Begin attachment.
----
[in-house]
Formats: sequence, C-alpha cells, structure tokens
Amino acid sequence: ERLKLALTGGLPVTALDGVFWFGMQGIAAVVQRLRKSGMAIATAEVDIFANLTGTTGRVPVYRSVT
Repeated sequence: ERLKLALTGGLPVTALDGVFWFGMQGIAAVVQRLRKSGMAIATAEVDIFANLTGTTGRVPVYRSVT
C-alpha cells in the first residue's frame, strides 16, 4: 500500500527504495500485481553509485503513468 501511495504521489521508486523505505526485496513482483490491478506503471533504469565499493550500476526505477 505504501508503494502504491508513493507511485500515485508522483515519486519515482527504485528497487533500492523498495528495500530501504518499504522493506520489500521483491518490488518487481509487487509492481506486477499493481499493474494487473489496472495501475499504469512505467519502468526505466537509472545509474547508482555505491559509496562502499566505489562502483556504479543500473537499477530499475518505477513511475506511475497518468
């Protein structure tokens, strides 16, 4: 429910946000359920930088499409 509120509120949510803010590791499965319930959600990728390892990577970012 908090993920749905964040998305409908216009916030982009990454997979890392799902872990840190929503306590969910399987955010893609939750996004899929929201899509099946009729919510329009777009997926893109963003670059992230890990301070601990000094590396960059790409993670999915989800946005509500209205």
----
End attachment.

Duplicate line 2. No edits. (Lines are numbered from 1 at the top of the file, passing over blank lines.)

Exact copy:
Formats: sequence, C-alpha cells, structure tokens